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California gunman killed wife, buried her beneath floor

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California gunman killed wife, buried her beneath floor

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The gunman blamed for the deadly rampage in northern California began his killing spree by fatally shooting his wife and stashing her body beneath the floorboards of their home, police revealed Wednesday.

Word of the grim discovery came a day after Kevin Janson Neal gunned down four other people and attacked an elementary school before he was killed by police.

"We were looking for his wife, couldn't find her yesterday," said Tehama County Assistant Sheriff Phil Johnston said. "We located her dead body concealed under the floor of the residence."

Johnston, who did not identify Neal's wife by name, said police believe she was killed on Monday.

"We are confident he murdered her, shot her ... literally put her body in the floor, covered it up," he said.

Related: Gunman in California shooting spree needed mental help, sister says

Neal, 44, had been out on bail after being charged with stabbing a neighbor when he went on a 45-minute shooting spree Tuesday in the rural community of Rancho Tehama Reserve, about 130 miles north of Sacramento.

All the dead were adults. But among the 10 injured were seven children, including four at the school that Neal targeted — and a 2-year-old who was wounded elsewhere, police said.

One child at the school was hit by gunfire and remains in critical condition, Johnston said. The rest were hurt by flying glass.

Image: Kevin Neal

Asked about a possible motive, Johnston said, "I think he had a desire to kill as many people as he could."

Neal's sister, Sheridan Orr of Cary, North Carolina, described her brother as "an all-American kid" who had been grappling with mental illness and had a hair-trigger temper.

"It had continually deteriorated over, I would say, since October of last year," she told NBC News. "I loved him as my brother but I didn't recognize him. ... He seemed possessed or demonic."

Neal was armed with two handguns and "two semi-automatic rifles with multiround clips" that he had built himself, Johnston said.

"These firearms are manufactured illegally, we believe by him at his home," Johnston said. "So they were obtained in an illegal manner, not through a legal process. They're not registered."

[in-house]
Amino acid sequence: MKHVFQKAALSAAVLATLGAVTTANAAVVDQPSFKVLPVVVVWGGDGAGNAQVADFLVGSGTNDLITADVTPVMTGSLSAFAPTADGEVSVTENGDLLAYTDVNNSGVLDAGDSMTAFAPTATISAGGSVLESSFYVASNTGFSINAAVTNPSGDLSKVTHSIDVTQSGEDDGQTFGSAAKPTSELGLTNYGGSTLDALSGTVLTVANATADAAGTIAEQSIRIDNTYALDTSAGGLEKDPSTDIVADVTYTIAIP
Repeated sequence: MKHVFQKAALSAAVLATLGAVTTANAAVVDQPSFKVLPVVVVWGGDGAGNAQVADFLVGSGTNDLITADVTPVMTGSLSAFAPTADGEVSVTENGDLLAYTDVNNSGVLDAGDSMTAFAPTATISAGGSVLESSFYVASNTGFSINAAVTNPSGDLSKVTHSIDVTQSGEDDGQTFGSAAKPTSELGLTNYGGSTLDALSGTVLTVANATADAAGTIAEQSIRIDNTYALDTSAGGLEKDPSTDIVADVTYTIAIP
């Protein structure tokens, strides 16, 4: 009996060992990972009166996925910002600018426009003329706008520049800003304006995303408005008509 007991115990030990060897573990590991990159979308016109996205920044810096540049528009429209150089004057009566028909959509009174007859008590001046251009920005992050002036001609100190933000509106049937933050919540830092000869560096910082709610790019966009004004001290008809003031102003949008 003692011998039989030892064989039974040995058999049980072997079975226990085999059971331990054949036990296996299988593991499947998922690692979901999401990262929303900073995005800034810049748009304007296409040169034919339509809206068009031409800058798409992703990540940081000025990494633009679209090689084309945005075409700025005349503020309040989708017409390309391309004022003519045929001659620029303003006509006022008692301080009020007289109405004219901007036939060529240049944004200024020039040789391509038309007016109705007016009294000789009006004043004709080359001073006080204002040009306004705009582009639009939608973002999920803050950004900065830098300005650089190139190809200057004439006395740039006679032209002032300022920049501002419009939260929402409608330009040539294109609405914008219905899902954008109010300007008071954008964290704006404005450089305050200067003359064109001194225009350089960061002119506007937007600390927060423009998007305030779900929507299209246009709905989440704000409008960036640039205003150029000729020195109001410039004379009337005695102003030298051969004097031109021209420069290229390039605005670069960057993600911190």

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Johnston said Neal was no stranger to law enforcement and that prior to Tuesday his neighbors had "reported shots coming from the residence."

"Every time we responded, we would try to make contact with Mr. Neal," he said. "He was not law enforcement-friendly."

That said, Neal was "not prohibited from owning firearms," Johnston said.

Image: Cars are parked in front of the home of Kevin Janson Neal

Johnston also praised the staffers at Rancho Tehama Elementary School who rushed their young students into the building and locked down the school when they heard gunfire.

"It is monumental that that school went on lockdown," he said. "I really, truly believe that we would have had a horrific bloodbath in that school if that school hadn't taken the action when they did."

Related: Gunman in California shooting spree needed mental help, sister says

Richard Fitzpatrick, superintendent of the Corning Elementary School District of which Rancho Tehama Elementary School is a part, said that classes begin at 8 a.m. and shortly before that time a shot was heard in the school office, followed by two more.

"At that time, immediately and without any instruction from law enforcement, our school staff went into lockdown," Fitzpatrick said at a news conference Wednesday. The school has just shy of 100 students, he said, with four classrooms, a large playground and one detached classroom.

Fitzpatrick called the actions of school staff heroic. Students who were playing were ushered into classrooms, and students being dropped off were brought into the school office.

Image: v

After the gunman rammed a vehicle into the gate and emerged with an "AR-type weapon," he fired at the head custodian who looked around the corner of a building and drew his attention, Fitzpatrick said. That diversion of attention gave staff the seconds they needed to finish the lockdown, he added.

The gunman fired into the school, and a child was struck in the chest and foot and is in fair condition at a hospital, Fitzpatrick said. He said it appears the bullets that struck the child were fired through a wall.

"Love and kindness and selflessness, paired with the ability to professionally do what they did, defeated evil yesterday," Fitzpatrick said. "And the fact is we don't have another one of those stories where multiple children are dead, because of the heroics of my school staff."

Neal's wife was apparently his first victim. "We believe that's what started this whole event," Johnston said.

Neal then killed a neighbor and stole his pickup truck, Johnston said, and while weaving through the subdivision he began firing on other motorists, killing three more people.

"You have to understand, this individual's going down the road picking targets," Johnston said. "He chased people with his vehicle, shooting at them."

Two of the people Neal wounded were a mother and her child.

The woman "did pull out her handgun" but was unable to use it because Neal had fired "about eight rounds into the side panel of her driver's door," Johnston said.

Along the way, Neal crashed the first vehicle, stole another and then headed for the school.

There, Johnston said, Neal drove through a gate and sprayed the school with bullets for six minutes. Once he realized he would not be able to get inside, he left the school grounds.

The rampage ended when police rammed Neal's car and killed him in the ensuing gun battle, Johnston said.

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